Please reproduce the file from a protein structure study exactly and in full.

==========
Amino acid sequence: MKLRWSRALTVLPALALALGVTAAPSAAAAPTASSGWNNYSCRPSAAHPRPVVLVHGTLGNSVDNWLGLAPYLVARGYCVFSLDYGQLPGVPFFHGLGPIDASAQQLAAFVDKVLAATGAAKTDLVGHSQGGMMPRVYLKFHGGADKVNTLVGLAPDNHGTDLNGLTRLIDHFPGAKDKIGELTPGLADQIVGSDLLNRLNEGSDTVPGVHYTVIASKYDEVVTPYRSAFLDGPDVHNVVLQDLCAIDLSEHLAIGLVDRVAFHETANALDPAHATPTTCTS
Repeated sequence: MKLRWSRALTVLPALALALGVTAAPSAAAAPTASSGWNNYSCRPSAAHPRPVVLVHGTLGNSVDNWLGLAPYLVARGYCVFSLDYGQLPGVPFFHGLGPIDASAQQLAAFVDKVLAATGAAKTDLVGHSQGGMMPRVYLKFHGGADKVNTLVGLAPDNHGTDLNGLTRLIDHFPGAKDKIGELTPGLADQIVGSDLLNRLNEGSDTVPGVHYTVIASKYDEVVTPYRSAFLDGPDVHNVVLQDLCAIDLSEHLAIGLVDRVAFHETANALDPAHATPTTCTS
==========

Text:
Amino acid sequence: MKLRWSRALTVLPALALALGVTAAPSAAAAPTASSGWNNYSCRPSAAHPRPVVLVHGTLGNSVDNWLGLAPYLVARGYCVFSLDYGQLPGVPFFHGLGPIDASAQQLAAFVDKVLAATGAAKTDLVGHSQGGMMPRVYLKFHGGADKVNTLVGLAPDNHGTDLNGLTRLIDHFPGAKDKIGELTPGLADQIVGSDLLNRLNEGSDTVPGVHYTVIASKYDEVVTPYRSAFLDGPDVHNVVLQDLCAIDLSEHLAIGLVDRVAFHETANALDPAHATPTTCTS
Repeated sequence: MKLRWSRALTVLPALALALGVTAAPSAAAAPTASSGWNNYSCRPSAAHPRPVVLVHGTLGNSVDNWLGLAPYLVARGYCVFSLDYGQLPGVPFFHGLGPIDASAQQLAAFVDKVLAATGAAKTDLVGHSQGGMMPRVYLKFHGGADKVNTLVGLAPDNHGTDLNGLTRLIDHFPGAKDKIGELTPGLADQIVGSDLLNRLNEGSDTVPGVHYTVIASKYDEVVTPYRSAFLDGPDVHNVVLQDLCAIDLSEHLAIGLVDRVAFHETANALDPAHATPTTCTS